PILKINGTON: Private Arthur WY Regt (Prince of Wales Own) later Royal Engineers, survived the war and was discharged 23/2/1919 married to Mabel lived in Holbeck

RAMSDEN: Private E, 53rd Bn. Durham Light Infantry, died 1/7/18, aged 18yrs, son of David of 16 Pleasant Terrace, Holbeck
RHODES: Sergeant Herbert 1st/8th Bn. WYR (Prince of Wales Own)died 13/9/16 aged 22 years and HARRY same regiment as brother died 9/5/15 aged 19yrs both sons of Albert & Maria of 17 Ashley Place, Holbeck
STEAD: Alfred, 10th Bn. WY (Prince of Wales own) died 4/11/18 aged 37yrs son of Eliza of 3 or 6 Crosby Road, Holbeck
TEALE: Private Joseph, Depot Bn. WY Regt (Prince of Wales Own) died 10/10/14 aged 55yrs, son of Thomas and Mary. (1881 census living at 17 Spa Street, Holbeck)
THOMAS: Private J W, York’s Regt transferred to Labour Corp, died 29/6/18 husband of Alice of 39 Recreation Grove. Holbeck
THRELFALL: Tom, Air Mechanic 2nd Class RAF died 5/11/18 aged 24yrs, son of Thomas and Margaret of 19 Derwent Ave, Holbeck.
TURTON: Private Walter, 25th Tyneside Irish Bn. Northumberland Fusiliers died 13/4/18 aged 24yrs, son of Edwin & Elizabeth of 11 Willoughby Rd, Domestic Street, Holbeck
Men listed as ‘FALLEN’ on Holbeck WM Club Memorial
We have no other information about these except *at this time and are not sure which list corresponds with WW1 or WW2 conflicts. I tend to think that longer list is WW1 as *Stead and *Ramsden feature on this list and we do have information about them
Bowers A, Booth J, Cane W, Friend W, Garnett W, Hayes J E, Hill H, Hodgson W, Hewitt G, Ingham J, Kerbertson J, Larkins F, Mortimer F, Newland F, Parry R, *Ramsden E, Smith W, *Stead A, Wightman A, Wilson E,
Ambler S, Brayshaw A, Egan J,Hartley A, Milner A , Pickersgill D M, Ruston J R , Taylor T, Wise W.

baby oak tree in the mist

baby oak tree in the mist

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100 years on – we will remember them

HK Banks
The Friends of Holbeck Cemetery’s Annual Remembrance Walk will take place on Sunday 9th November 2014 at 2pm
You may have already attended one of Friends of Holbeck Cemetery’s annual Remembrance Walks which commemorate the lives of all those killed as a result of war, but this year we are going to do something a bit different.
Holbeck cemetery has 87 Commonwealth War Graves Commission memorials plus many other private memorials with inscriptions to loved ones lost as a result of hostilities. The CWGC memorials are maintained by them but many of the private graves have suffered neglect and decay over the years.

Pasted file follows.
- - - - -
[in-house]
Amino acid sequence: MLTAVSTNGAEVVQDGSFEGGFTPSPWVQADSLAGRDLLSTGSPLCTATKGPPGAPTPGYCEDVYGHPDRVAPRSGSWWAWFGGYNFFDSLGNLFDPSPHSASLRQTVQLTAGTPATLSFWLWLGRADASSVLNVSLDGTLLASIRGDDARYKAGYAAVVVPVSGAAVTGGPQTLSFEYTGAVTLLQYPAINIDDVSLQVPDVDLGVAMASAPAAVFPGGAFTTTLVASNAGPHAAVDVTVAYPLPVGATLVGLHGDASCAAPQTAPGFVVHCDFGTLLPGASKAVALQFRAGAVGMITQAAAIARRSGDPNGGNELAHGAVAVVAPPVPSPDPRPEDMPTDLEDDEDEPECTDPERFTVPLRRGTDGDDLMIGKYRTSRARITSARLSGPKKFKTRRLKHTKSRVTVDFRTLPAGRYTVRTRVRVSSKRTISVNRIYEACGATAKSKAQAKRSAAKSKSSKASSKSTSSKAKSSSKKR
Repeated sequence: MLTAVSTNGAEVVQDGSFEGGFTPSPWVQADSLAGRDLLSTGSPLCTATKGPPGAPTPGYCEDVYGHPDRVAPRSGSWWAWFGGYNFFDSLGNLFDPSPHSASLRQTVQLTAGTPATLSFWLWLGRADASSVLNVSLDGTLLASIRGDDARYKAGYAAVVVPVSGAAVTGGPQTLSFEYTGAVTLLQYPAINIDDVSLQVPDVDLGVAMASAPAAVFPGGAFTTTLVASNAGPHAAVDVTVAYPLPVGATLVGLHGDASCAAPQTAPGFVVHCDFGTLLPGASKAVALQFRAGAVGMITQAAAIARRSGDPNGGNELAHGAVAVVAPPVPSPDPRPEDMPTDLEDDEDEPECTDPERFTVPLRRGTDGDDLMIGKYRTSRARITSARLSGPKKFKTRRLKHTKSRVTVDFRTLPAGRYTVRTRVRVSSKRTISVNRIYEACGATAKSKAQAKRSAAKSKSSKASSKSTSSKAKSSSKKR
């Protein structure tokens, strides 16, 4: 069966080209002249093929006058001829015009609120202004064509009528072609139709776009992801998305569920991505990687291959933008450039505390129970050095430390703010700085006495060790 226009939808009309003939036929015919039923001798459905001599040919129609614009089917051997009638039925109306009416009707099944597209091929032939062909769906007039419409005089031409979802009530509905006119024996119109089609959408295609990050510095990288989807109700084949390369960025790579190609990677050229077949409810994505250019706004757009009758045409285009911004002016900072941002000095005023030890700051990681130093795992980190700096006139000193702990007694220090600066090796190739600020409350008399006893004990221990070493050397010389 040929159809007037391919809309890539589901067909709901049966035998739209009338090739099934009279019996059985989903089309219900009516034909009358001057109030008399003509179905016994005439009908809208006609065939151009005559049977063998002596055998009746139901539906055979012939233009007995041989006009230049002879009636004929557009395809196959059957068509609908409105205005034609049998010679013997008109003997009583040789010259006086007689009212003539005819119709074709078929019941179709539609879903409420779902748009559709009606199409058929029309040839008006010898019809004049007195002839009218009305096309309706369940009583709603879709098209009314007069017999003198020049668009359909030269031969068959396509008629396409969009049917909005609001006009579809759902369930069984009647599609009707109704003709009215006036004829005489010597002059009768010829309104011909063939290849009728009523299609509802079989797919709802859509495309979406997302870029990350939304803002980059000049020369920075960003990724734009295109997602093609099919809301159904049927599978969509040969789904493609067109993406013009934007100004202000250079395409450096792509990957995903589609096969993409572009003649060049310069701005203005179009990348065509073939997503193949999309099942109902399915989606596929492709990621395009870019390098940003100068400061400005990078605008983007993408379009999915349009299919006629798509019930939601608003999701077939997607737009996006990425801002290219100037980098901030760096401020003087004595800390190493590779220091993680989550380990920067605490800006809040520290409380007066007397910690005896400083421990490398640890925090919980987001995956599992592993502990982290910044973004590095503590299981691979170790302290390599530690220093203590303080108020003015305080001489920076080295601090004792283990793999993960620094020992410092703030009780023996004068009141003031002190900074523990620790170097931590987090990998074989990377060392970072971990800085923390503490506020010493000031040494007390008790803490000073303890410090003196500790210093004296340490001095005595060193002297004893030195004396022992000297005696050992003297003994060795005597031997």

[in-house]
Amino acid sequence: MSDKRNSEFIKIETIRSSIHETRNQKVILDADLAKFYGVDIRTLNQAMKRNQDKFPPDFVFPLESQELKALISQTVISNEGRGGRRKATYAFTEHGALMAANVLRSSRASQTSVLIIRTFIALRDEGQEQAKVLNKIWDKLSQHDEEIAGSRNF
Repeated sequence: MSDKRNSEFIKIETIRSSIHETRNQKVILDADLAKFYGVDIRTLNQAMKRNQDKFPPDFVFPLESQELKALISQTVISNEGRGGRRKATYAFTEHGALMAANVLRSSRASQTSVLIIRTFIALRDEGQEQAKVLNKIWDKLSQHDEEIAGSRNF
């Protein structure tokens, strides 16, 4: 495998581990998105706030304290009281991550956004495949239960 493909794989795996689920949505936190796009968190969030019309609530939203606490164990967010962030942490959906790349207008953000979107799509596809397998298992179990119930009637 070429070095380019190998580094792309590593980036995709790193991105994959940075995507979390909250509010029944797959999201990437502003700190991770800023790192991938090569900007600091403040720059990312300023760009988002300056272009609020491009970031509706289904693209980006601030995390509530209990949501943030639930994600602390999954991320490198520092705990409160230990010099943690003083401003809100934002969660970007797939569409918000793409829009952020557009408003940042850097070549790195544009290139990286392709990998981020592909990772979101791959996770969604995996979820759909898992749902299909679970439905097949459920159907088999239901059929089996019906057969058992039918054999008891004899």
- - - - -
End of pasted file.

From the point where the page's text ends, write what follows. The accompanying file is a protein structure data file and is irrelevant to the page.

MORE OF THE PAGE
We want people to learn some of the history of the area and the people who lived here .John Leckenby, of Friends of Holbeck, said,” This historic place offers the opportunity to reflect on issues of life and death. In a time when war and conflict are in the news more than ever we should remember those who have died in such tragic circumstances. Each grave has a story to tell of the lives of ordinary people like you and me. Some of whom lost their lives in wartime conflict”.
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We usually focus on about 12 individual plots and talk about them in detail and then finish the walk at The Cross of Sacrifice where we read the names of all those whose lives were lost in various wars. However this year’s walk will follow a different formula from what we have usually done.
As it is the 100th Anniversary of World War 1 we are going to focus on various topics from that time that have influenced how we live today. We will focus on memorials that remind us of these topics and talk about the changes that these have brought about.
Topics will include Public Houses and the Brewery Trade, Football Teams, Fish and Chips, the Post Office and Women’ s place in society .
At the end of the Walk we will scatter petals around the Cross of Sacrifice as we read the names of all those who are remembered in Holbeck Cemetery,
Please come and join us . Everyone is welcome
poppies Holbeck Ccemetery